Clinical Epidemiology and Ageing

Optimal management of elderly cancer patients: usefulness of the Comprehensive Geriatric Assessment.

Caillet P, Laurent M, Bastuji-Garin S, Liuu E, Culine S, Lagrange J-L, Canoui-Poitrine F, Paillaud E Clin Interv Aging. 2014;9:1645-60.

BACKGROUND: Cancer is common in older patients, who raise specific treatment challenges due to aging-related, organ-specific physiologic changes and the presence in most cases of comorbidities capable of affecting treatment tolerance and outcomes. Identifying comorbid conditions and physiologic changes due to aging allows oncologists to better assess the risk/benefit ratio and to adjust the treatment accordingly. Conducting a Comprehensive Geriatric Assessment (CGA) is one approach developed for this purpose. We reviewed the evidence on the usefulness of CGA for assessing health problems and predicting cancer treatment outcomes, functional decline, morbidity, and mortality in older patients with solid malignancies.

METHODS: We searched Medline for articles published in English between January 1, 2000 and April 14, 2014, and reporting prospective observational or interventional studies of CGA feasibility or effectiveness in patients aged ≥65 years with solid malignancies. We identified studies with at least 100 patients, a multivariate analysis, and assessments of at least five of the following CGA domains: nutrition, cognition, mood, functional status, mobility and falls, polypharmacy, comorbidities, and social environment.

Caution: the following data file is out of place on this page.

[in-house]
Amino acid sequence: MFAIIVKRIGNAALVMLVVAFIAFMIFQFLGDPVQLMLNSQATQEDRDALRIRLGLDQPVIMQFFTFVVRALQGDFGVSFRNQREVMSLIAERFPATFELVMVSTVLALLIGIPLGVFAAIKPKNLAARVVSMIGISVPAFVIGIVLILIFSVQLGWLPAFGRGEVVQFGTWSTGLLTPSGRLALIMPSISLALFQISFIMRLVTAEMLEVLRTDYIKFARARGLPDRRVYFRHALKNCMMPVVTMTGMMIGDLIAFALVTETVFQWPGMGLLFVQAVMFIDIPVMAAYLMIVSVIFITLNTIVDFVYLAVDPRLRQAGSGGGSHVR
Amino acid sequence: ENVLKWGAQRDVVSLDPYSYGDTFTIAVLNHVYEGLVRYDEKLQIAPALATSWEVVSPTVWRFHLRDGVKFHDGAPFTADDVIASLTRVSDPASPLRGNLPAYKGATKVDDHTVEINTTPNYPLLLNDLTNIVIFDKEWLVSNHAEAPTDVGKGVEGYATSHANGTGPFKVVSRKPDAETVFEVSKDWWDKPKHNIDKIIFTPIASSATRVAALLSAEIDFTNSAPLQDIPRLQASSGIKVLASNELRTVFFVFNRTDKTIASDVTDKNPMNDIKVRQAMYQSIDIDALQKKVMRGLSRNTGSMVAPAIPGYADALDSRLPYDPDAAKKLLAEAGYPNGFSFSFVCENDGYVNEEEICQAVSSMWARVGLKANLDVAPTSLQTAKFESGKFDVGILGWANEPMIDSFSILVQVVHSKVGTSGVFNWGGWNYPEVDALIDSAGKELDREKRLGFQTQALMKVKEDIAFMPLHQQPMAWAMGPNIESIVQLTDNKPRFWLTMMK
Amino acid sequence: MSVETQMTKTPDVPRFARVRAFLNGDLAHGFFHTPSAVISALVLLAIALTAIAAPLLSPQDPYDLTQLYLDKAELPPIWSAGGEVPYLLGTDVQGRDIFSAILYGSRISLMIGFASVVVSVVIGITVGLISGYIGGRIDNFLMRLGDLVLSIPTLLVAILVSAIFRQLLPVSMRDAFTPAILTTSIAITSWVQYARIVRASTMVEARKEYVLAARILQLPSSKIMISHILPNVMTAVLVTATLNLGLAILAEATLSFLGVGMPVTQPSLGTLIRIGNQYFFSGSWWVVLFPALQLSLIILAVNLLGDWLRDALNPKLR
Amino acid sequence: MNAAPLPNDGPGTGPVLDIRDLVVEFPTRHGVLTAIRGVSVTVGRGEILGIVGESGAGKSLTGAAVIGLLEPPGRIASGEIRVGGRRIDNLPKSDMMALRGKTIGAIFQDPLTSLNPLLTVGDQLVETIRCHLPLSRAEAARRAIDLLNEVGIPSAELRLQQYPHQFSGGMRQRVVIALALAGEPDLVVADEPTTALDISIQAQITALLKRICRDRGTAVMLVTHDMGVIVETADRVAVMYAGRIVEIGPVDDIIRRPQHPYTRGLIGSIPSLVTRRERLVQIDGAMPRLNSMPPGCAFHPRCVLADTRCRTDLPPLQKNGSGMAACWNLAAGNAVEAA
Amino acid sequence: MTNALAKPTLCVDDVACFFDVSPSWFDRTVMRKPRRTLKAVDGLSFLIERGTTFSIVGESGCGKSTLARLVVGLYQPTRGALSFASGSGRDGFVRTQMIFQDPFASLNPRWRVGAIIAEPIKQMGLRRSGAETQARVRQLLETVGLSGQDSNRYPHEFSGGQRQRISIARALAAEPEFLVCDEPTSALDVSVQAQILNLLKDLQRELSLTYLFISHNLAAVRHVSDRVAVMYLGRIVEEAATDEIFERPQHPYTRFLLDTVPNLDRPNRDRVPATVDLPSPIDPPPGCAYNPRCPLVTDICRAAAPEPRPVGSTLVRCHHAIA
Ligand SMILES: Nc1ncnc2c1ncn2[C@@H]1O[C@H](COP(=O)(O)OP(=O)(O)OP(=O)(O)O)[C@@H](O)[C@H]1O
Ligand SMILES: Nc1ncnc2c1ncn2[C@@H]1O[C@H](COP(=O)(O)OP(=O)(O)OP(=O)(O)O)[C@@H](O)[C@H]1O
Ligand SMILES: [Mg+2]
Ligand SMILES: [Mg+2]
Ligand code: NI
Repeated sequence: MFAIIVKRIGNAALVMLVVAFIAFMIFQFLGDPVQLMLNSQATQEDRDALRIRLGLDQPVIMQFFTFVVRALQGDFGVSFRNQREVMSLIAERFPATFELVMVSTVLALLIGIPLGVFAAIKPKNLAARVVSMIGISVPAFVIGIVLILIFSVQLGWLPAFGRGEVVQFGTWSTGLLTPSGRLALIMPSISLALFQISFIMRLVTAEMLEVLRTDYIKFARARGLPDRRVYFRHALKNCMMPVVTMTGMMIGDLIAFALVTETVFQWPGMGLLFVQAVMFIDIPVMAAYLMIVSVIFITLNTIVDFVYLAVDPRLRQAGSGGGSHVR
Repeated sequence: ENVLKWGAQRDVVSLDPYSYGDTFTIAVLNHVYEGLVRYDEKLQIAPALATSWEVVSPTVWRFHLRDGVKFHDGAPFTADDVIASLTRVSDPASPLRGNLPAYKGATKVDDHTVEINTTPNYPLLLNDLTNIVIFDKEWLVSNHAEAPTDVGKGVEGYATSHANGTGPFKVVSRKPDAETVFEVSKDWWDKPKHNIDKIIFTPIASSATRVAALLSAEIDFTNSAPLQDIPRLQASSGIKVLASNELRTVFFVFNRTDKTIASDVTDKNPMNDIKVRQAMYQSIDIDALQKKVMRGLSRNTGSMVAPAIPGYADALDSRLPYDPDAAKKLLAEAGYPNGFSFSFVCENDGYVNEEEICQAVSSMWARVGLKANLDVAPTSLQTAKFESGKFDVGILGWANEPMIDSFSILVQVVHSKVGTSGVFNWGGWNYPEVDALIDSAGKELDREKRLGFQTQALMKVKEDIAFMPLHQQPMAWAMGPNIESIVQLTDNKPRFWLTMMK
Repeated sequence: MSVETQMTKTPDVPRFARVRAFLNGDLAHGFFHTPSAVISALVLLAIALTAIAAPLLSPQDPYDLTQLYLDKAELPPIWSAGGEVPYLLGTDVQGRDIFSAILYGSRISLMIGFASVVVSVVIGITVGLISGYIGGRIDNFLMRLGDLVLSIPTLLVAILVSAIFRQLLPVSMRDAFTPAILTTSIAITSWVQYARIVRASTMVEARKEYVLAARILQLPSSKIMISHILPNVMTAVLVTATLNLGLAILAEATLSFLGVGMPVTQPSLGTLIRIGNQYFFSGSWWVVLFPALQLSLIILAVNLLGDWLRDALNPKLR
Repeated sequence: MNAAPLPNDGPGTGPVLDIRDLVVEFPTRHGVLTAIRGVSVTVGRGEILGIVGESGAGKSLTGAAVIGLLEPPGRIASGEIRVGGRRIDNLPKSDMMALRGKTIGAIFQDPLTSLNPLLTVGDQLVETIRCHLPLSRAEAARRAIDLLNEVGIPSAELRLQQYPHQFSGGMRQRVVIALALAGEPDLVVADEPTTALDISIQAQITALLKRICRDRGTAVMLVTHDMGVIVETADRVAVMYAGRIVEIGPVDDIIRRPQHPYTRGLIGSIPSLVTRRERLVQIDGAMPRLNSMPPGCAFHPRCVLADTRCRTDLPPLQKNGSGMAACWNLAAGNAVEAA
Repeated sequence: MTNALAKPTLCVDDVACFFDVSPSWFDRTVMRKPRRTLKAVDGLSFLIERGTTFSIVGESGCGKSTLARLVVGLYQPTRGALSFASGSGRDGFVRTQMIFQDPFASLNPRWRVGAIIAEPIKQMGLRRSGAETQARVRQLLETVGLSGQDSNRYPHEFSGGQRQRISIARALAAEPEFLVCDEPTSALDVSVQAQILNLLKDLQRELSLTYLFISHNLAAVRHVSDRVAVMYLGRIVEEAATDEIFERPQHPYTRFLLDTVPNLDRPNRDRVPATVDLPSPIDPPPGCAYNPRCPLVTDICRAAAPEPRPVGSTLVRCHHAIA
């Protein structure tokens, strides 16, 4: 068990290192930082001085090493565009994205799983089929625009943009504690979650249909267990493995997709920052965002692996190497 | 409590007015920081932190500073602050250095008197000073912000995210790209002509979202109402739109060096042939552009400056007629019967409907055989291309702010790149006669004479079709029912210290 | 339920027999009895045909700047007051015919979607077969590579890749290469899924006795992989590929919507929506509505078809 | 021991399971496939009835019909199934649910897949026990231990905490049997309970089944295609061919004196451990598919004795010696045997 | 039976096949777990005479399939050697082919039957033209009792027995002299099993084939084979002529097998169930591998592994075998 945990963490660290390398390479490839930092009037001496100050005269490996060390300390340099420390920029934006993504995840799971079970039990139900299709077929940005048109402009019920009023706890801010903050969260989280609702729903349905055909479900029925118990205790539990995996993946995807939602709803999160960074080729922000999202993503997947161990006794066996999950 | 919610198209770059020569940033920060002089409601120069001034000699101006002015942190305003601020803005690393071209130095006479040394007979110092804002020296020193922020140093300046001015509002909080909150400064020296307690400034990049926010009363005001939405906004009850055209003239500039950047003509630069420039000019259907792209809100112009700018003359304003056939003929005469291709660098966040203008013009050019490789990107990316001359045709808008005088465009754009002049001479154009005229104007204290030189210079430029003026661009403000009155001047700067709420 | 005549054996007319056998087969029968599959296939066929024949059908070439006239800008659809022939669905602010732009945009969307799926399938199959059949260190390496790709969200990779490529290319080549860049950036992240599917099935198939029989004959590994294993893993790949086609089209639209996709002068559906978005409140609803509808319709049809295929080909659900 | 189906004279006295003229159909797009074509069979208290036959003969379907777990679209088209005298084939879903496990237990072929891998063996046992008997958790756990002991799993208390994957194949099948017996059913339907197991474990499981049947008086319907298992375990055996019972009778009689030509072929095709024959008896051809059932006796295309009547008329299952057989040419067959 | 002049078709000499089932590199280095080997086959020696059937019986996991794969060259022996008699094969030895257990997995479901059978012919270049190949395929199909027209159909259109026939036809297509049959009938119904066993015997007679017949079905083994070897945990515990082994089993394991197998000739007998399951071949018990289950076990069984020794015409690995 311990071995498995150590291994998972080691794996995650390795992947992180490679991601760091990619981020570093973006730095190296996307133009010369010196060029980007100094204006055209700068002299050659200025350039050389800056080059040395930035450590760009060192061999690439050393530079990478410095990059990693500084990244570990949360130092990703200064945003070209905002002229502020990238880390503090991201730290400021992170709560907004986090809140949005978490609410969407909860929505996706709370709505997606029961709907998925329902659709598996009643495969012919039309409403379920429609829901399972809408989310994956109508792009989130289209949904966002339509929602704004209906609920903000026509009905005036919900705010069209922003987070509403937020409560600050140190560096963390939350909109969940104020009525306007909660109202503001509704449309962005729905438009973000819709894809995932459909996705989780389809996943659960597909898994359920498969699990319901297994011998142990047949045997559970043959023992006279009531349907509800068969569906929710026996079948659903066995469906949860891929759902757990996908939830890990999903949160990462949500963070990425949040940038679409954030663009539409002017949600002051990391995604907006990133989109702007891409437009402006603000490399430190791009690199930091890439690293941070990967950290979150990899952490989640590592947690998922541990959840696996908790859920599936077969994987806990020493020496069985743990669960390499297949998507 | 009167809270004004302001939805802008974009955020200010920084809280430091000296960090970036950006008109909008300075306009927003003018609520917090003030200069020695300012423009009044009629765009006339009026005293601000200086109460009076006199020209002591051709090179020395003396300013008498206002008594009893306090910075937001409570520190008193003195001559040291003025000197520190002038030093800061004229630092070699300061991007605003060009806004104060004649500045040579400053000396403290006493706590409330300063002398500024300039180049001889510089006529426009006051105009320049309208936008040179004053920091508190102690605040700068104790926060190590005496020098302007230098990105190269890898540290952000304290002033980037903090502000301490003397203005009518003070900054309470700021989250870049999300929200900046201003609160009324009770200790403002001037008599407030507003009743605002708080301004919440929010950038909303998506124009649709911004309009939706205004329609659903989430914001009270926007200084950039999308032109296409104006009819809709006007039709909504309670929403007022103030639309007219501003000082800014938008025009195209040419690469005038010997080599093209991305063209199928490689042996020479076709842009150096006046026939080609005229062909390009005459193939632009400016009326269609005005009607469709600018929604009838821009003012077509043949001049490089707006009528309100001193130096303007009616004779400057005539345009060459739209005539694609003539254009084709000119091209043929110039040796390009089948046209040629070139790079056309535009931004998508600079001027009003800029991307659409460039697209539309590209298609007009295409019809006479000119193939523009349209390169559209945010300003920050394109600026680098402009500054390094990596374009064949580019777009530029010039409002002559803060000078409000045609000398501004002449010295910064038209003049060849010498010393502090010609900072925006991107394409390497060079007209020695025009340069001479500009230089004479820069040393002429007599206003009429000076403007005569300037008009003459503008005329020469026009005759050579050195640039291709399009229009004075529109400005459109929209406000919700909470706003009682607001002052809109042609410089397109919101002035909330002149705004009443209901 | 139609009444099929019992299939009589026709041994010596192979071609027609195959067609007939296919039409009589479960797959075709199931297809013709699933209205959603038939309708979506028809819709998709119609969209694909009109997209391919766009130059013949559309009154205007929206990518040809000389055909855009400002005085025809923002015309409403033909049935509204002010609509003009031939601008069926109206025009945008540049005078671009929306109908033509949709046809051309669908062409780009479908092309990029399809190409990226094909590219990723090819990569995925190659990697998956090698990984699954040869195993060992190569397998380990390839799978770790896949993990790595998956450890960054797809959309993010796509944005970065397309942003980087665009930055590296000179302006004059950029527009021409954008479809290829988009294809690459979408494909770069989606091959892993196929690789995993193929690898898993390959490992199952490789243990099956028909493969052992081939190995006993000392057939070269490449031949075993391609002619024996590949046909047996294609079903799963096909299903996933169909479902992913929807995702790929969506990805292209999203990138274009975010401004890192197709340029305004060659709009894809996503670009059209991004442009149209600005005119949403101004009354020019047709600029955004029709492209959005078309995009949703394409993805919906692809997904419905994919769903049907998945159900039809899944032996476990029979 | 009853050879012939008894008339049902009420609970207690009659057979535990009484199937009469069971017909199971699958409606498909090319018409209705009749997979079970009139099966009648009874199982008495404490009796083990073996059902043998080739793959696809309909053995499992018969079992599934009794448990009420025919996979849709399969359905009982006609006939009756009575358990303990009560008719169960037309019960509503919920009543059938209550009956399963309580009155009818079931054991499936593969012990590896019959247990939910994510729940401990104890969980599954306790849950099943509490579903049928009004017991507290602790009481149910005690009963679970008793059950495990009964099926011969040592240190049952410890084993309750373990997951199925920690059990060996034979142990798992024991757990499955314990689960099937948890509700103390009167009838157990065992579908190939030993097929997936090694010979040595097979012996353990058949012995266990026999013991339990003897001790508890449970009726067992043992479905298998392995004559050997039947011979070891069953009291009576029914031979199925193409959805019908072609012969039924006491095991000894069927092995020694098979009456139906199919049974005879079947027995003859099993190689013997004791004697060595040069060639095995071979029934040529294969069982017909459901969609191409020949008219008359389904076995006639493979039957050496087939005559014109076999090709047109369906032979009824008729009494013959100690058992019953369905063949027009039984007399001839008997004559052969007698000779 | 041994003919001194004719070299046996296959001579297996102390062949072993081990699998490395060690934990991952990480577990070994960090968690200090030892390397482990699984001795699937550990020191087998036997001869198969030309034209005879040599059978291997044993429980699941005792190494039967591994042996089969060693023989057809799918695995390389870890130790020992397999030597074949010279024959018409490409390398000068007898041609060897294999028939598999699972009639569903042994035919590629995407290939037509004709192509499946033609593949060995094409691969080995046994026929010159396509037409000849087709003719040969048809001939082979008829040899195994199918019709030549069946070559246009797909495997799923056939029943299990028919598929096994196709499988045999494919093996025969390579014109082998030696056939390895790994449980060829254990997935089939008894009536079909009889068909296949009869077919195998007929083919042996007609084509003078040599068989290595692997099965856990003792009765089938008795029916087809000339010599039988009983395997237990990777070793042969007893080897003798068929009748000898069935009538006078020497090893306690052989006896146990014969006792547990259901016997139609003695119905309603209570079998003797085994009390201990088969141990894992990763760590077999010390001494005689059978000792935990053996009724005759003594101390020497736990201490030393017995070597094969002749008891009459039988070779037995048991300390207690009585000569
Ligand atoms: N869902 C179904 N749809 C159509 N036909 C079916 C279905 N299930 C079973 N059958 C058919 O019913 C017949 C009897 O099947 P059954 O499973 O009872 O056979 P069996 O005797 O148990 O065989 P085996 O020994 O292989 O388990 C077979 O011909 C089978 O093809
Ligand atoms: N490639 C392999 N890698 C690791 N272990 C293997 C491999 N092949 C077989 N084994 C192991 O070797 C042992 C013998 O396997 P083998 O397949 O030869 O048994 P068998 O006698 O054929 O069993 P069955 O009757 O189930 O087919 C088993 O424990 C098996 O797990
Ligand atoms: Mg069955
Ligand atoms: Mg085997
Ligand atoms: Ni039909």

RESULTS: All types of CGA identified a large number of unrecognized health problems capable of interfering with cancer treatment. CGA results influenced 21%-49% of treatment decisions. All CGA domains were associated with chemotoxicity or survival in at least one study. The abnormalities that most often predicted mortality and chemotoxicity were functional impairment, malnutrition, and comorbidities.

CONCLUSION: The CGA uncovers numerous health problems in elderly patients with cancer and can affect treatment decisions. Functional impairment, malnutrition, and comorbidities are independently associated with chemotoxicity and/or survival. Only three randomized published studies evaluated the effectiveness of CGA-linked interventions. Further research into the effectiveness of the CGA in improving patient outcomes is needed.

MeSH terms: Aged; Aged, 80 and over; Algorithms; Antineoplastic Agents; Comorbidity; Cooperative Behavior; Disability Evaluation; Geriatric Assessment; Humans; Interdisciplinary Communication; Neoplasms; Prognosis; Risk Assessment
DOI: 10.2147/CIA.S57849